Church and the Arrow of Time

First, watch this video that explains what the arrow of time is:

Did you watch it? There’s also a wikipedia article on it, of which I understand about 17%. 

We are compelled to travel into the future. That’s because the arrow of time dictates that as each moment passes, things change. And once these changes happen, they are never undone.

And then there’s the church. This morning I listened to a recording of the Diane Rehm show from about a month ago. She interviewed the newest Bishop of Washington, the Rt. Rev. Marianne BuddeThere was one caller who asked the bishop to explain what the Episcopal church is, and I listened to her give the response that I probably would’ve given myself: a history lesson. (King Henry VIII, Church of England, American Revolution) Knowing where we come from is important, but I really wished that she or I could come up with an answer to that question that was more present focused: tell me about the church today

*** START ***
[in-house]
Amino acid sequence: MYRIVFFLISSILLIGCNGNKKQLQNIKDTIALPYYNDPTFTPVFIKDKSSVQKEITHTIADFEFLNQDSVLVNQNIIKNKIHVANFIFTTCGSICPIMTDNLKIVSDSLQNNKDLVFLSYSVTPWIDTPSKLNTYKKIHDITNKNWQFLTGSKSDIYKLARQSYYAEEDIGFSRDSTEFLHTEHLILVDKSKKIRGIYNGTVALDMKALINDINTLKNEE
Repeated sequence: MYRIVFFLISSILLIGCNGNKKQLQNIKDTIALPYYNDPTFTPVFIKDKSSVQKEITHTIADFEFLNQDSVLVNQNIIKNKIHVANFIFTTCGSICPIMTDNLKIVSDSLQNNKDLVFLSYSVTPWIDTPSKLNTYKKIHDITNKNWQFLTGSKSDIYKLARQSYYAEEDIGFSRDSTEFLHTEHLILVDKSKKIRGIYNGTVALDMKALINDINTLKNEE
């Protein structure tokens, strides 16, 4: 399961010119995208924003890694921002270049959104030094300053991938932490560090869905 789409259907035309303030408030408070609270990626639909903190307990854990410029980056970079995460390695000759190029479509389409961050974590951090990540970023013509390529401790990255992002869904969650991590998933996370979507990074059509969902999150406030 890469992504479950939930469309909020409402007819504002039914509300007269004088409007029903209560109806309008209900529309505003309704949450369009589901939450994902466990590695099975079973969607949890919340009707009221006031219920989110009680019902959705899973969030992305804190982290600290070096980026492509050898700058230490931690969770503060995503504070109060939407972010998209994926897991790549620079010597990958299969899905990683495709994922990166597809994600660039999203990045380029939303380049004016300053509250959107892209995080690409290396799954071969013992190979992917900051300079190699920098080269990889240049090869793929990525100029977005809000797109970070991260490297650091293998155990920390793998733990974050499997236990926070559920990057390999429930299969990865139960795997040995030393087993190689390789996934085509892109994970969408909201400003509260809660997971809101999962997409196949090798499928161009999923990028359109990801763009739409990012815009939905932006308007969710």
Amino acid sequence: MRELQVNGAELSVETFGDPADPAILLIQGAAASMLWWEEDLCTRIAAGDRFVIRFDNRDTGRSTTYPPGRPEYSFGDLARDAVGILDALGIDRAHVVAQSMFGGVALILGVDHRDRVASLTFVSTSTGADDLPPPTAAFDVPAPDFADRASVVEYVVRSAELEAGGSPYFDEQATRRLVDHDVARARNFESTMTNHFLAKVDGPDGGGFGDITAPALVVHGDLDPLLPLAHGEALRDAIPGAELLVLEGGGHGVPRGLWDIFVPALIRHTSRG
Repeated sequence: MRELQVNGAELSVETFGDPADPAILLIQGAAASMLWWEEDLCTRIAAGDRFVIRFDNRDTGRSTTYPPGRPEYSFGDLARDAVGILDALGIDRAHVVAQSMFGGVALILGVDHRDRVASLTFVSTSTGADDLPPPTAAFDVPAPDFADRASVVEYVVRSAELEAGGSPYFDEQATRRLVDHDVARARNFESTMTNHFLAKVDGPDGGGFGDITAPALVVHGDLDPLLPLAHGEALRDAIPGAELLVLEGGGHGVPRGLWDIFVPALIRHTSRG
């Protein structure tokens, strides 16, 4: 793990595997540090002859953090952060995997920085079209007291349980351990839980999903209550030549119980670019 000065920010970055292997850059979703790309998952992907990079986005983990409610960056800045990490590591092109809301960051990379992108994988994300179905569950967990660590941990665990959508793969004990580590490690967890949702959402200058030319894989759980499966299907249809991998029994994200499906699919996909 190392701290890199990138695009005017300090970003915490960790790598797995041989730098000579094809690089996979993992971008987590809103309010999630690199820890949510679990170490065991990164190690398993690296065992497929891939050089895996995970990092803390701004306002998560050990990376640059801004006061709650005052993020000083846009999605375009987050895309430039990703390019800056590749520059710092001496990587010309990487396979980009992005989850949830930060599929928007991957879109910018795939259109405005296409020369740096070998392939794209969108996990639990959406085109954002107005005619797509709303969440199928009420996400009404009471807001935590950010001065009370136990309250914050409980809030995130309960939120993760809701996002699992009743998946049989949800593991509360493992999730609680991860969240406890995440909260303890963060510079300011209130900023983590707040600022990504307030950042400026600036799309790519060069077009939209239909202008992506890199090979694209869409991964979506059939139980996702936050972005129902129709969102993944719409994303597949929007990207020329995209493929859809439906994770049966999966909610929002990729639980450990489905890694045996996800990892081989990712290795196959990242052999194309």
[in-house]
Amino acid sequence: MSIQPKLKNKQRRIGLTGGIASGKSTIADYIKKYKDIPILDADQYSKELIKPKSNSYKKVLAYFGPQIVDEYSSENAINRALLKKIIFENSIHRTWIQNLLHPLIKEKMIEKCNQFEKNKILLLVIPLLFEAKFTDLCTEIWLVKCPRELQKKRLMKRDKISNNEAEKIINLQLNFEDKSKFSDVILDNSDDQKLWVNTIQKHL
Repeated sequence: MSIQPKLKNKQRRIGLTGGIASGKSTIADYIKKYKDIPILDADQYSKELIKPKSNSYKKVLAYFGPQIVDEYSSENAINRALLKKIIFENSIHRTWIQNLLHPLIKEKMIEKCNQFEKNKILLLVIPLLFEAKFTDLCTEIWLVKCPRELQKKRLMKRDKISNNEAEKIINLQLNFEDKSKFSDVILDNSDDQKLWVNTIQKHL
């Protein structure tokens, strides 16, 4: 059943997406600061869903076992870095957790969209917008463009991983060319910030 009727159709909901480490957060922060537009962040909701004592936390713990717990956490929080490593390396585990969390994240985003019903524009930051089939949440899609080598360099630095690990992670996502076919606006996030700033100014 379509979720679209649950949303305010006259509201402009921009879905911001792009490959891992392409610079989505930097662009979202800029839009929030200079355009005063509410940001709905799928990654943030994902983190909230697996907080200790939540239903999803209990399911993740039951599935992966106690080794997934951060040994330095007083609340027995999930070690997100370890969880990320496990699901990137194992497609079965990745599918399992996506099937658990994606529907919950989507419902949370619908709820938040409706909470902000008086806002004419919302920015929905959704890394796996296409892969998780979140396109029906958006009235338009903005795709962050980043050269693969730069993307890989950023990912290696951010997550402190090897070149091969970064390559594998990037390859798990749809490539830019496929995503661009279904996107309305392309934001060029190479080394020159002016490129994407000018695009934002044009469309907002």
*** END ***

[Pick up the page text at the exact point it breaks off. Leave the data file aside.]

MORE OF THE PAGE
Of the many callers, there were two presumable baby boomers who expressed dis-sasatifaction with the Episcopal Church and referenced a stronger, healthier Episcopal Church from their childhood. I was born in the 80’s so I’ll just take their word for it. The church that was. *sigh*

There’s nothing about the laws of physics … that prevent [the molecules] from all getting together on the surface of the lake, jumping out of the water, sticking together into a block of ice and then gluing themselves back to the surface of the glacier again. But, interestingly, we do understand why the world doesn’t run in reverse. There’s a reason, and it’s called the arrow of time.

I don’t want to claim that all change is good. Issues still need to be thoroughly debated and teased out. Change happens and our strength doesn’t lie in resisting it, but in marrying the bloodline of our traditions with the present.   

I think the church should function like a dance partner – the leading one, which, for the sake of tradition, we’ll say is usually a dude. It’s not just a matter of reacting to the music, but leaning into and offering it our best. 

Sometimes I feel like certain churches are trying to waltz while the world is playing a swing song. “But the waltz is a great dance!” they insist. 

The mystery of faith notes the past, present and future: Christ has died. Christ is risen. Christ will come again. There are things that need to happen in 2012. 2011 would’ve been too soon and 2013 will be too late. (That’s not a Mayan joke.) It’s the arrow of time. 


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